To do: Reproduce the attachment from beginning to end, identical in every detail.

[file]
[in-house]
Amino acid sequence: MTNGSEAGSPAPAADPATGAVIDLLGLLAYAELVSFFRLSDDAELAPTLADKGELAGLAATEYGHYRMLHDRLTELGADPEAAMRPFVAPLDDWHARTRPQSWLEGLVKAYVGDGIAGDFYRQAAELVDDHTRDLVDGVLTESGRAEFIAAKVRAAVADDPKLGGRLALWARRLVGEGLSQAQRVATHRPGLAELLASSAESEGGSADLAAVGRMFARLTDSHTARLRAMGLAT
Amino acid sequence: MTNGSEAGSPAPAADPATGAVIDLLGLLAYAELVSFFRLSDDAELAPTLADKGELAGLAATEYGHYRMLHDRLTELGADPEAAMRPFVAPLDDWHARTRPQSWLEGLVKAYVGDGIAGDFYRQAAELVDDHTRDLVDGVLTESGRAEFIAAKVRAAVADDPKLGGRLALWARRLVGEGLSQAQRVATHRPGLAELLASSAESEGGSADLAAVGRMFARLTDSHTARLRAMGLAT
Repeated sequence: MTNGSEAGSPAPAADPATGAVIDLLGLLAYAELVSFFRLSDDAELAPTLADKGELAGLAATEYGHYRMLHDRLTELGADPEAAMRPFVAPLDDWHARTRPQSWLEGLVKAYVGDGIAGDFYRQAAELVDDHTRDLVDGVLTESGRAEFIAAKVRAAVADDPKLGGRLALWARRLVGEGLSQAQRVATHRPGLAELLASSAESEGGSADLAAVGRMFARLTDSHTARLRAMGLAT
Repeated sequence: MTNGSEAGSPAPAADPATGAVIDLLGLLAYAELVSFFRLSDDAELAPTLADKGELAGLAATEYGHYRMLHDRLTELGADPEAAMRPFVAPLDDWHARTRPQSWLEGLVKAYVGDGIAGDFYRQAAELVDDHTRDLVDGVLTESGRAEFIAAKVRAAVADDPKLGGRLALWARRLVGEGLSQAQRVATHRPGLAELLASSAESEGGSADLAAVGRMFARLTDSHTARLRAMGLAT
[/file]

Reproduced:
[in-house]
Amino acid sequence: MTNGSEAGSPAPAADPATGAVIDLLGLLAYAELVSFFRLSDDAELAPTLADKGELAGLAATEYGHYRMLHDRLTELGADPEAAMRPFVAPLDDWHARTRPQSWLEGLVKAYVGDGIAGDFYRQAAELVDDHTRDLVDGVLTESGRAEFIAAKVRAAVADDPKLGGRLALWARRLVGEGLSQAQRVATHRPGLAELLASSAESEGGSADLAAVGRMFARLTDSHTARLRAMGLAT
Amino acid sequence: MTNGSEAGSPAPAADPATGAVIDLLGLLAYAELVSFFRLSDDAELAPTLADKGELAGLAATEYGHYRMLHDRLTELGADPEAAMRPFVAPLDDWHARTRPQSWLEGLVKAYVGDGIAGDFYRQAAELVDDHTRDLVDGVLTESGRAEFIAAKVRAAVADDPKLGGRLALWARRLVGEGLSQAQRVATHRPGLAELLASSAESEGGSADLAAVGRMFARLTDSHTARLRAMGLAT
Repeated sequence: MTNGSEAGSPAPAADPATGAVIDLLGLLAYAELVSFFRLSDDAELAPTLADKGELAGLAATEYGHYRMLHDRLTELGADPEAAMRPFVAPLDDWHARTRPQSWLEGLVKAYVGDGIAGDFYRQAAELVDDHTRDLVDGVLTESGRAEFIAAKVRAAVADDPKLGGRLALWARRLVGEGLSQAQRVATHRPGLAELLASSAESEGGSADLAAVGRMFARLTDSHTARLRAMGLAT
Repeated sequence: MTNGSEAGSPAPAADPATGAVIDLLGLLAYAELVSFFRLSDDAELAPTLADKGELAGLAATEYGHYRMLHDRLTELGADPEAAMRPFVAPLDDWHARTRPQSWLEGLVKAYVGDGIAGDFYRQAAELVDDHTRDLVDGVLTESGRAEFIAAKVRAAVADDPKLGGRLALWARRLVGEGLSQAQRVATHRPGLAELLASSAESEGGSADLAAVGRMFARLTDSHTARLRAMGLAT